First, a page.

Foursquare has announced its big, secret money-making plans: It will allow merchants to offer users coupons.
Foursquare’s move to revenues so early in its company history is actually a rather unorthodox play for a social media company.
favouring scaling, Twitter waited for years before giving monetization a go. Facebook started with ads very early in its history, but did not make them a priority until recently (some would say it still hasn’t).
Foursquare is different, it seems, because the type of sharing done on its service is relatively niche and smaller scale.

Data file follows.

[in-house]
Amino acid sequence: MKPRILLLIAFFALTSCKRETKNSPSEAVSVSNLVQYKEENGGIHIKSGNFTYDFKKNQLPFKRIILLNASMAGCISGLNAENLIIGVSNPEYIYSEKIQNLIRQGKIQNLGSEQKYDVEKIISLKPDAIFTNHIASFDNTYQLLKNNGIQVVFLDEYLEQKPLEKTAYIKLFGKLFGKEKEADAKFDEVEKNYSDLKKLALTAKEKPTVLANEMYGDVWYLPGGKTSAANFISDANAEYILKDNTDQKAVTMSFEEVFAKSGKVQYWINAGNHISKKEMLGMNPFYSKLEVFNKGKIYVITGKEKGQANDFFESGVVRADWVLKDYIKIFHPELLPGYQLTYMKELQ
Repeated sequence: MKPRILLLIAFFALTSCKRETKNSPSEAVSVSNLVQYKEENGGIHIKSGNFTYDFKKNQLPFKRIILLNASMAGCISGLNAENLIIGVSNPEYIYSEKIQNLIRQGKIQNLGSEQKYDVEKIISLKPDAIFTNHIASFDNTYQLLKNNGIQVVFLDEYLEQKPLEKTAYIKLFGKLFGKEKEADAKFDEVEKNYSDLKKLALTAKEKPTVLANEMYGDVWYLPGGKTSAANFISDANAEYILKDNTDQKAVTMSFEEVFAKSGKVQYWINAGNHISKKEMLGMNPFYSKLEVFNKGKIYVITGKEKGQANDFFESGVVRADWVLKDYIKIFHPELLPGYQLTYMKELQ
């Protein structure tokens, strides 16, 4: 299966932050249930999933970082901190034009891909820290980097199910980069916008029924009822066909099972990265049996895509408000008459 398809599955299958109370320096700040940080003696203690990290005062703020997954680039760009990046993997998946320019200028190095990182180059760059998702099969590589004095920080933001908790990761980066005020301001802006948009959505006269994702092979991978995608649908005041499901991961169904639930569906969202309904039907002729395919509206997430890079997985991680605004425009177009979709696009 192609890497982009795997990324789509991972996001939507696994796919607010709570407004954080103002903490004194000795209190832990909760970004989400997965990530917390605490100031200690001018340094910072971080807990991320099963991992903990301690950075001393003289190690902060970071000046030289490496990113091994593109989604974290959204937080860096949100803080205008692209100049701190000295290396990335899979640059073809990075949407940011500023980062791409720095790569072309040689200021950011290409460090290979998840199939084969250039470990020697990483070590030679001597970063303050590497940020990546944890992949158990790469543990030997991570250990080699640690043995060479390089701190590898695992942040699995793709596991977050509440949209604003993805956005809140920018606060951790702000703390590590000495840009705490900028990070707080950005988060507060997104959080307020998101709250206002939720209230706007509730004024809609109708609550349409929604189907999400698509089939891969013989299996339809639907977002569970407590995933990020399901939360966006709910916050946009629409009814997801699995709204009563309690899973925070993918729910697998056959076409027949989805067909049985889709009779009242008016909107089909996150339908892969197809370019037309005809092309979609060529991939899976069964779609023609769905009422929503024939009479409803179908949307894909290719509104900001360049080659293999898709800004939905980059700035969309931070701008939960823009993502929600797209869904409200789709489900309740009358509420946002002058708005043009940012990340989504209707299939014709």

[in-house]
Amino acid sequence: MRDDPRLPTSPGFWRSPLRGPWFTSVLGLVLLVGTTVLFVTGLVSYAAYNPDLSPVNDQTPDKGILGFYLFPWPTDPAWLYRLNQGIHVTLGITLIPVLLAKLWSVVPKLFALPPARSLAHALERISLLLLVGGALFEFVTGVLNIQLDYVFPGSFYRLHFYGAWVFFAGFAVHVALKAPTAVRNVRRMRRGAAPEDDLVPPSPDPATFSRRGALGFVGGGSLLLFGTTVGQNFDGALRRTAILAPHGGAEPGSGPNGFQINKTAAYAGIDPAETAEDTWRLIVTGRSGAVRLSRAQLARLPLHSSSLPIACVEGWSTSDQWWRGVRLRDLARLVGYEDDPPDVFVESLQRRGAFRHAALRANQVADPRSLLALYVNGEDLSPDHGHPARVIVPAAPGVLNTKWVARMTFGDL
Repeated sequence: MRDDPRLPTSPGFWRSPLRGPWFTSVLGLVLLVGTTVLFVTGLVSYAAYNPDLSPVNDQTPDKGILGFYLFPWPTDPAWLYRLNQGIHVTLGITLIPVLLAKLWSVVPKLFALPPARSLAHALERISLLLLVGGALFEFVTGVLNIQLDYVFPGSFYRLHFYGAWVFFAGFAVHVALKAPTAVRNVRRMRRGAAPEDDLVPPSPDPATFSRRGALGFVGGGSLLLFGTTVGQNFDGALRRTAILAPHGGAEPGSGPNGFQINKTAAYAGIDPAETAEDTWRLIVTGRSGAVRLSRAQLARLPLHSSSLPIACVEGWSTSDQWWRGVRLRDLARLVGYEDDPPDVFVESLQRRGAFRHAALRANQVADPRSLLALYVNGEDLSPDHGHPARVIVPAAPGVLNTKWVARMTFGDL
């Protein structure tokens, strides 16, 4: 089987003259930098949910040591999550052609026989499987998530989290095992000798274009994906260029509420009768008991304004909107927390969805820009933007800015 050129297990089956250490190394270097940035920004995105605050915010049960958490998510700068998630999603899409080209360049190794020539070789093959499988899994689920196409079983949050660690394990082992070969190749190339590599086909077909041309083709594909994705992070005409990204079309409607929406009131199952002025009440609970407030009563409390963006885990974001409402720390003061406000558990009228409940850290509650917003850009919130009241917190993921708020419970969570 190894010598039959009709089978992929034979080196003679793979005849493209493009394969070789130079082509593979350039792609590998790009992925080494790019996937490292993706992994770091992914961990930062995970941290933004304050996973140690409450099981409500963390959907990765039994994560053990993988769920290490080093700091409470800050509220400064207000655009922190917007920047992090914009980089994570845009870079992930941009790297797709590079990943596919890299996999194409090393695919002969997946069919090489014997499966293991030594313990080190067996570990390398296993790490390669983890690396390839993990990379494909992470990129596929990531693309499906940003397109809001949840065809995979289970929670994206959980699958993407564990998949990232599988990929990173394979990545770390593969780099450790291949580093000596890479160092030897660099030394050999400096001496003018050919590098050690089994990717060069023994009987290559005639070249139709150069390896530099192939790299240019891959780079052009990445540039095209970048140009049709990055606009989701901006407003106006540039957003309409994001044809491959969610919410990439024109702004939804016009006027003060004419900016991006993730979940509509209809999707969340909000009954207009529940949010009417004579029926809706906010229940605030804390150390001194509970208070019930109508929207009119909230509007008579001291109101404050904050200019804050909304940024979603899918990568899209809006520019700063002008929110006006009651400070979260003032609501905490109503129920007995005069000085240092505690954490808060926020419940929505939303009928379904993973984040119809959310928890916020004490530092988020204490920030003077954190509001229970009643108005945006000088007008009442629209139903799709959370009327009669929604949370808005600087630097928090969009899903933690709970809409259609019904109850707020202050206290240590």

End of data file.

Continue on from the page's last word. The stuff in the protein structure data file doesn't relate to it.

According to Foursquare.com, the app has a “community” of 20 million people – which probably means 20 million app downloads, which probably means far fewer active users.
Maybe Crowley – who admits in the WSJ that “people are still warming to the idea of location sharing” – has decided that Foursquare has about reached it ultimate scale, give or take 10 million active users or so.
If that’s the case, Crowley deserves credit for keeping his team small (just 100 people), bolting down the hatches, and going for profitability now.
Not every hot startup is going to be the next Google or Facebook.
A CEO who realises his company is not going to be, but can be something sustainable, valuable for shareholders, and useful for tens of millions of people deserves a lot of credit.
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